HONG KONG / BRUSSELS – The environmental transformation taking place in the Arctic is key to understanding the potential global impacts of climate change, an Alaska Native leader and polar explorer told the Reuters Next conference on Monday (Jan. 11). With climate change heating the Arctic at twice the rate of the planet in general, new potential commercial activities have also raised questions about the responsibility and risks at the top of the world, an insurance expert said.
Indigenous peoples' observations of changes in the Arctic – such as fish diseases or shifts in time of year when mountain snow melts – are essential to understanding how climate change is affecting the entire ecosystem, said Ilarion Merculieff, president of the Global Center for Native Leadership and paths of life.
“Indigenous people see things as interdependent, interlocking and synergistically combined,” said Merculieff, a Unangan of the Pribilof Islands off the west coast of Alaska. "We insist that we should involve our different perspectives in Western science."
Such observations are often not followed up by policymakers, he said. Still, they can provide crucial clues about the climate impacts in key economic sectors. According to a McDowell Group industry report last year, the commercial fishing industry in Alaska generates $ 13.9 billion in economic output annually.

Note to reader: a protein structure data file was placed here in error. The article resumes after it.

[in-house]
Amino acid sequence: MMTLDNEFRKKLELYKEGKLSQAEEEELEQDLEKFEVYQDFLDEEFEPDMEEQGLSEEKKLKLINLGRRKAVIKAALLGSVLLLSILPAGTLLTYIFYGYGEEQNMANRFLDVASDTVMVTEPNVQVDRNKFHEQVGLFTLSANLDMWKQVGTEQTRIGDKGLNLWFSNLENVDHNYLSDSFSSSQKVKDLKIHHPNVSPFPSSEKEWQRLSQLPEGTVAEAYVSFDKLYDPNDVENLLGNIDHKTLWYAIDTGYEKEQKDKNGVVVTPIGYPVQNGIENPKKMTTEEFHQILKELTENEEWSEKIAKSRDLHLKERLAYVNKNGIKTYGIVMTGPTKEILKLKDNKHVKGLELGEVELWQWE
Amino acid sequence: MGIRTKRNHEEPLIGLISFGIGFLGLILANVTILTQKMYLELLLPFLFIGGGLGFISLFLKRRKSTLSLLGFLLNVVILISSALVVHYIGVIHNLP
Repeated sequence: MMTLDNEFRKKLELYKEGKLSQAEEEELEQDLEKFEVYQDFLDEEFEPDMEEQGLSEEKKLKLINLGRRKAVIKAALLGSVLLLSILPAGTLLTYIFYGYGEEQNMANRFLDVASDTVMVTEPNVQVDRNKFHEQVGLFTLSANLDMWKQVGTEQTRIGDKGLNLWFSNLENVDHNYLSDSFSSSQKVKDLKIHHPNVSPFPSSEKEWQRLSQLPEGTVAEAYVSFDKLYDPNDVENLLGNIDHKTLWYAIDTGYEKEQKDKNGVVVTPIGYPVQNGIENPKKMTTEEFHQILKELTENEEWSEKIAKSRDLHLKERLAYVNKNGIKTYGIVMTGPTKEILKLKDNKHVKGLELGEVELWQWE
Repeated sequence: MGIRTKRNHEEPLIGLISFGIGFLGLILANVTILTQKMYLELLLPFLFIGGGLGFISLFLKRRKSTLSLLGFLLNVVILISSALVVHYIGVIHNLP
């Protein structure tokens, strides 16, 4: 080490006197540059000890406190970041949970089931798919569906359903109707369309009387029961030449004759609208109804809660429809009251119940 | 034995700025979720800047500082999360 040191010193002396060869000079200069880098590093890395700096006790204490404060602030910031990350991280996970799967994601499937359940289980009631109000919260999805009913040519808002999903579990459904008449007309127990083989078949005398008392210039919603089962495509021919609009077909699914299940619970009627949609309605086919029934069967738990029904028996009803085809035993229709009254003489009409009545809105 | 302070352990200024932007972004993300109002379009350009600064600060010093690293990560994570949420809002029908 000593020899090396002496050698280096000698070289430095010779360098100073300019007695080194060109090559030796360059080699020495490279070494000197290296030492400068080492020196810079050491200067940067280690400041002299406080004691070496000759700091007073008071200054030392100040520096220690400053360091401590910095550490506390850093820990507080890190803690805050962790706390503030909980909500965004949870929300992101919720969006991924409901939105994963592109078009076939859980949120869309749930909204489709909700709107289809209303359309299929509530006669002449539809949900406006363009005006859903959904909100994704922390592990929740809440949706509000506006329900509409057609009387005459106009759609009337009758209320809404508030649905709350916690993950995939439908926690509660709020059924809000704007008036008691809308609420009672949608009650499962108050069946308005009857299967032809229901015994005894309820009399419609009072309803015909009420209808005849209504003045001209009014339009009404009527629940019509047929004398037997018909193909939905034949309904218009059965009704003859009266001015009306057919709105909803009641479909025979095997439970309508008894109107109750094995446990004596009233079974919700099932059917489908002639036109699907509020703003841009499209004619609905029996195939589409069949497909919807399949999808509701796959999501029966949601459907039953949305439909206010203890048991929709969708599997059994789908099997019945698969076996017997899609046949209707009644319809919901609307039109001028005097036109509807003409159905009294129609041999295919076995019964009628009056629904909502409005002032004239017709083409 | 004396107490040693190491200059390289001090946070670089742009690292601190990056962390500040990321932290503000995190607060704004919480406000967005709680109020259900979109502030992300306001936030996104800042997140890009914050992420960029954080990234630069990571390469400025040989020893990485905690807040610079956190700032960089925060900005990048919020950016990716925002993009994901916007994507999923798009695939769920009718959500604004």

Polar explorer Ann Daniels said tracking changes in the Arctic, such as the acidity of sea water, is the limit to understanding climate impacts.
"It's an indication of what's going to happen to the rest of the world," said Daniels, who was one of the first women in history to reach the North and South Poles as part of all-women's teams.
Climate change is opening the Arctic to more tourism, mining and shipping. For the insurance industry, this means a greater demand for coverage – despite a lack of data and experience in the region.
"The Arctic is at the border of risk," said Neil Roberts, chief of marine and aviation at Lloyd's of London Market Association, adding that insurers assessing Arctic projects should consider both environmental and social factors as well as commercial.
"The role of an insurer is to support trade," said Roberts. "In terms of whether we should be above that, that's a broader moral question."
Lloyd & # 39; s Corporation and its members last month pledged to end new investments in new energy exploration activities in the Arctic Ocean starting January 1, 2022.
(Reporting by Clare Baldwin and Kate Abnett; edited by Lisa Shumaker)
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